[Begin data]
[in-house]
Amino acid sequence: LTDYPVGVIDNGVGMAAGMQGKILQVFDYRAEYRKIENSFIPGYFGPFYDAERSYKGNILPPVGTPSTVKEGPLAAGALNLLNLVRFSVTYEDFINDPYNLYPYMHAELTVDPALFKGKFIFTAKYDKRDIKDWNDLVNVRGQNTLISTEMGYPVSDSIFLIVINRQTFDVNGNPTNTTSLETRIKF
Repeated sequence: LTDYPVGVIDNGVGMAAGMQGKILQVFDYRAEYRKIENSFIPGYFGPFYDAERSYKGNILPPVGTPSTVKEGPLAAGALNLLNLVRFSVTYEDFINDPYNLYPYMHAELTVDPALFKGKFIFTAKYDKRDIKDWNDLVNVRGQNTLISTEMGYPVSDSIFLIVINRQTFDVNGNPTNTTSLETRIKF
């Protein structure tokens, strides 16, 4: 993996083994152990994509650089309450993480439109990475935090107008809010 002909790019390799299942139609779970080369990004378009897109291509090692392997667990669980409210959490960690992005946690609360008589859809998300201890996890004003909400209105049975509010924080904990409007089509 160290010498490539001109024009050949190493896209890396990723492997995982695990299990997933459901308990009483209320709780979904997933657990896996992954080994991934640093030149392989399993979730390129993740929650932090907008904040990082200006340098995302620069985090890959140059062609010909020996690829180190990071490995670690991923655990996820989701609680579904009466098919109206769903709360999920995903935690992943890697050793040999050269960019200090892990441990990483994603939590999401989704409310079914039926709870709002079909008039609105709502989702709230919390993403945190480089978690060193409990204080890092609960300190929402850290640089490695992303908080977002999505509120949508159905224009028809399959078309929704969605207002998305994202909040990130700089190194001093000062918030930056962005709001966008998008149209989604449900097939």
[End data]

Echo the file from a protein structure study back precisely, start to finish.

[in-house]
Amino acid sequence: LTDYPVGVIDNGVGMAAGMQGKILQVFDYRAEYRKIENSFIPGYFGPFYDAERSYKGNILPPVGTPSTVKEGPLAAGALNLLNLVRFSVTYEDFINDPYNLYPYMHAELTVDPALFKGKFIFTAKYDKRDIKDWNDLVNVRGQNTLISTEMGYPVSDSIFLIVINRQTFDVNGNPTNTTSLETRIKF
Repeated sequence: LTDYPVGVIDNGVGMAAGMQGKILQVFDYRAEYRKIENSFIPGYFGPFYDAERSYKGNILPPVGTPSTVKEGPLAAGALNLLNLVRFSVTYEDFINDPYNLYPYMHAELTVDPALFKGKFIFTAKYDKRDIKDWNDLVNVRGQNTLISTEMGYPVSDSIFLIVINRQTFDVNGNPTNTTSLETRIKF
């Protein structure tokens, strides 16, 4: 993996083994152990994509650089309450993480439109990475935090107008809010 002909790019390799299942139609779970080369990004378009897109291509090692392997667990669980409210959490960690992005946690609360008589859809998300201890996890004003909400209105049975509010924080904990409007089509 160290010498490539001109024009050949190493896209890396990723492997995982695990299990997933459901308990009483209320709780979904997933657990896996992954080994991934640093030149392989399993979730390129993740929650932090907008904040990082200006340098995302620069985090890959140059062609010909020996690829180190990071490995670690991923655990996820989701609680579904009466098919109206769903709360999920995903935690992943890697050793040999050269960019200090892990441990990483994603939590999401989704409310079914039926709870709002079909008039609105709502989702709230919390993403945190480089978690060193409990204080890092609960300190929402850290640089490695992303908080977002999505509120949508159905224009028809399959078309929704969605207002998305994202909040990130700089190194001093000062918030930056962005709001966008998008149209989604449900097939």